Immersive virtual worlds like The Sims and World of Warcraft are as popular as ever— for the latter game alone, almost 10 million subscribers design their own role-playing avatars to interact with each other in an alternate online reality.

New research presented today at this year's Conference on Human Factors in Computing Systems suggests that designing and modifying these virtual reality avatars is even more interactive than one might think— making physical alterations to their avatars can actually affect how people perceive their virtual environments and start to meld their identities with their digital characters.

The study asked 121 college students from Sungkyunkwan University in South Korea to participate in a computerized experiment using virtual reality avatars.

In a virtual environment with three hills of different heights and steepness, one group of participants was assigned a random hiking avatar and the other group was allowed to customize their own. Half of the avatars in each group wore backpacks, and the other did not. Researchers told the ones with backpacked characters that the bags made the hiking experience more realistic. All of the students were asked to judge the difficulty of climbing the hills.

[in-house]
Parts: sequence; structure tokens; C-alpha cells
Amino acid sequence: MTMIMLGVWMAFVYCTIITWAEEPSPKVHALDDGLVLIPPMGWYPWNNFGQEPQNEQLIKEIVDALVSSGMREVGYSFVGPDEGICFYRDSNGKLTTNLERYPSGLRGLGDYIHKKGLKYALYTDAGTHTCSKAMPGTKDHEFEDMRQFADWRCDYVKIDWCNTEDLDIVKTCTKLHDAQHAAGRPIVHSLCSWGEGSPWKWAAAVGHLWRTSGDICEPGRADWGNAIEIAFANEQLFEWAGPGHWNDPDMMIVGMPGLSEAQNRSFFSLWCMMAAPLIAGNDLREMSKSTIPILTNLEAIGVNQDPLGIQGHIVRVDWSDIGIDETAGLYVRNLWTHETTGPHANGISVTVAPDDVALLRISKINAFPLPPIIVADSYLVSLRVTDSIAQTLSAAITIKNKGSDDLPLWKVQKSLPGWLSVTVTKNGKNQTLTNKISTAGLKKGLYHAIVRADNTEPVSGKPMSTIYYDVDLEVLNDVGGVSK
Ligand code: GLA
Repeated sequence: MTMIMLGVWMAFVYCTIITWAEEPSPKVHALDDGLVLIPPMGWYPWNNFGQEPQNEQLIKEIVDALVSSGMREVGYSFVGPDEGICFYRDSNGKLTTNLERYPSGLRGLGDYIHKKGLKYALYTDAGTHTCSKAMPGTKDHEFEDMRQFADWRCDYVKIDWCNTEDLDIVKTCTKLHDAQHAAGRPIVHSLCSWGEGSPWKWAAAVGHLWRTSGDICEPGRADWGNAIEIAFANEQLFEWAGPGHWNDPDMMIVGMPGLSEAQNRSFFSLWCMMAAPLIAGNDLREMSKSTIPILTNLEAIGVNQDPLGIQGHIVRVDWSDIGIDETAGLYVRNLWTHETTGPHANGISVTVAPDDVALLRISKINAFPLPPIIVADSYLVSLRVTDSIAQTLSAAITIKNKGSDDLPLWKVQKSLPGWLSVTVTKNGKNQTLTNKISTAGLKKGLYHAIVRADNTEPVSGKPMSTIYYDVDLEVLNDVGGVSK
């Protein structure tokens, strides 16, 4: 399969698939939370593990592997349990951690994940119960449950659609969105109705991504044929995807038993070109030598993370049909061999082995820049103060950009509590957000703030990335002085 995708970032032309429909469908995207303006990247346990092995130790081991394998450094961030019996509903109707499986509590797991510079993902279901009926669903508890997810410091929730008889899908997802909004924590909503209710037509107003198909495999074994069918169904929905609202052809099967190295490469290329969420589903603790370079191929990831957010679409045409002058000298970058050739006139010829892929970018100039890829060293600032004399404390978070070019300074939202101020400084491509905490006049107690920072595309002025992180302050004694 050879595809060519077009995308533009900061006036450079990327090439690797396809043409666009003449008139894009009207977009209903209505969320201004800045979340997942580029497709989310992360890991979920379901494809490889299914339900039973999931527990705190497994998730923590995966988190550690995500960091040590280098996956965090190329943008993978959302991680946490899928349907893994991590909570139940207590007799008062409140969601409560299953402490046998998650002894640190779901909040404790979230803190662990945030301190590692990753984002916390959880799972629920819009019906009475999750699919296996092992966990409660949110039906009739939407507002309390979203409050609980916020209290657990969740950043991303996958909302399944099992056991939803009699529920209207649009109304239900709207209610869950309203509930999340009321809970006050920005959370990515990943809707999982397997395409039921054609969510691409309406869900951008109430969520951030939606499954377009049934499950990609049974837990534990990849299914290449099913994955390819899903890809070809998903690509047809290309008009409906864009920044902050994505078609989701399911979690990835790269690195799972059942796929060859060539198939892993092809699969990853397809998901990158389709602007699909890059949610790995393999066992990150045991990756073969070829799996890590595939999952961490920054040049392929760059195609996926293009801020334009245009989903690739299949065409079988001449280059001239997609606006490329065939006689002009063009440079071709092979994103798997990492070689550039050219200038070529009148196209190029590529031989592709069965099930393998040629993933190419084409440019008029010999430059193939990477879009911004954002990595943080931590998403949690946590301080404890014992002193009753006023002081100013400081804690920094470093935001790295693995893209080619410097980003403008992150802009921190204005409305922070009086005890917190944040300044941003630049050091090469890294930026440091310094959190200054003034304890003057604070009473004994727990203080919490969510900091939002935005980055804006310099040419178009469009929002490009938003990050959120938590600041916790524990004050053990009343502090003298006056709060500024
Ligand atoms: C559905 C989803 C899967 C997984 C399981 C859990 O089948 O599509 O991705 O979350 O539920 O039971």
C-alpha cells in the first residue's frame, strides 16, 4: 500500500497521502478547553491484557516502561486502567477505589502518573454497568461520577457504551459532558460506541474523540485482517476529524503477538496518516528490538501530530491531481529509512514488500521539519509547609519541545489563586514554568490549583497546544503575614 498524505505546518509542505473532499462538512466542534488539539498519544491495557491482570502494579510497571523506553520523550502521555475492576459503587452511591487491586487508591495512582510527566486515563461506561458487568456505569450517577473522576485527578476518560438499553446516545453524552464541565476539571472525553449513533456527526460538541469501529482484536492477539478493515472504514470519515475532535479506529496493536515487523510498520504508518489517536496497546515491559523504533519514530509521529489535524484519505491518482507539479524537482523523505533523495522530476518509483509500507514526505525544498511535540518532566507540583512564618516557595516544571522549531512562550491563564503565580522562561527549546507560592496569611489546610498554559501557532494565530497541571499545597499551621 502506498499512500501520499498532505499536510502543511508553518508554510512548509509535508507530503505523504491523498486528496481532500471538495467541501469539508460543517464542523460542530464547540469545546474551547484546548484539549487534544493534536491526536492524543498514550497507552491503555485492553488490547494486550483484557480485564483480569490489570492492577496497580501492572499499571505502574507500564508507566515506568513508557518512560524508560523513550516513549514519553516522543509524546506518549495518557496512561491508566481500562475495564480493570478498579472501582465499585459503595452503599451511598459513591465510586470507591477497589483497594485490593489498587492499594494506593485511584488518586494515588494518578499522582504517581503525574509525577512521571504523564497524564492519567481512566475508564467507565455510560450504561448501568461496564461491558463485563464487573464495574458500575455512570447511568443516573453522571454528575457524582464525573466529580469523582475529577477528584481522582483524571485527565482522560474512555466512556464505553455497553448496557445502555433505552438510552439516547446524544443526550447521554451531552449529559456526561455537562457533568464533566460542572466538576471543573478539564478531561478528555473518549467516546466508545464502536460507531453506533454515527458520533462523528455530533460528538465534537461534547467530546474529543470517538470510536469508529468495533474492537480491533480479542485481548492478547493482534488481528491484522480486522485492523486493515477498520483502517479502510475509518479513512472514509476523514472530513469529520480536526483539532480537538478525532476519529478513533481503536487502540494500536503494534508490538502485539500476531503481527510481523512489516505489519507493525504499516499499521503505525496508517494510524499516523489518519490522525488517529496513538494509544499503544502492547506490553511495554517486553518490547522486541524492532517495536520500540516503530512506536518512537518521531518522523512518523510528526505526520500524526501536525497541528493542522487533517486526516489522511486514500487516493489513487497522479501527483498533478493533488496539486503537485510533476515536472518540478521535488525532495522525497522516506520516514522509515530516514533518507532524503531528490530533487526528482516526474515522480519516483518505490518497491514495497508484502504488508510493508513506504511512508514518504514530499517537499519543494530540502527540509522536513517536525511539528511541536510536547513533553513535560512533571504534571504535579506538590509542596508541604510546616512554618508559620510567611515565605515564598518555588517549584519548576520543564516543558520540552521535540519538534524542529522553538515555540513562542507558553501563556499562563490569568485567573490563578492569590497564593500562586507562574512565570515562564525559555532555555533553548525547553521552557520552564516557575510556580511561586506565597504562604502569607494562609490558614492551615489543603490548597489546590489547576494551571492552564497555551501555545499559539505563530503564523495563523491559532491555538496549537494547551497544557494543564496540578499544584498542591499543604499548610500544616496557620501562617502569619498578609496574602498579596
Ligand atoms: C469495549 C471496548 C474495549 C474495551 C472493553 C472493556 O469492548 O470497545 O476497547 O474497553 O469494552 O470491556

The idea was to see whether a digital avatar's backpack led participants to overestimate the height and incline of virtual hills, as people tend to when traveling across real terrain while carrying real weight on their backs.

Indeed, the findings revealed that seeing a virtual reality avatar's backpack made participants more likely to judge hills as higher and more difficult to hike. In addition, participants who designed their own avatars perceived the hills as higher, steeper, and requiring more energy to climb than those who were assigned characters.

"You exert more of your agency through an avatar when you design it yourself," explained Penn State media researcher S. Shyam Sundar in a press statement. "Your identity mixes in with the identity of that avatar and, as a result, your visual perception of the virtual environment is colored by the physical resources of your avatar."

That might seem intuitive to gamers, but the study results show a marked effect. Participants whose characters carried backpacks felt like the characters would have a harder time hiking up the hill, but much more so if they customized the avatar themselves.

The findings aren't useful just for game developers, who have a clear interest in drawing in gamers with more flexible and customizable avatar designs.

Virtual reality rehabilitation for people with physical disabilities, for example, could be more realistic and immersive if patients are allowed to design their own avatars.

Digital avatars could also empower people with PTSD— the United States is already funding virtual reality therapy for the anxiety disorder, and customizable avatars could strengthen virtual world interactions to overcome real-life anxieties.

"Because building avatar identity is critical, it's important to let users customize it," said Sundar. "You are your avatar when it is customized."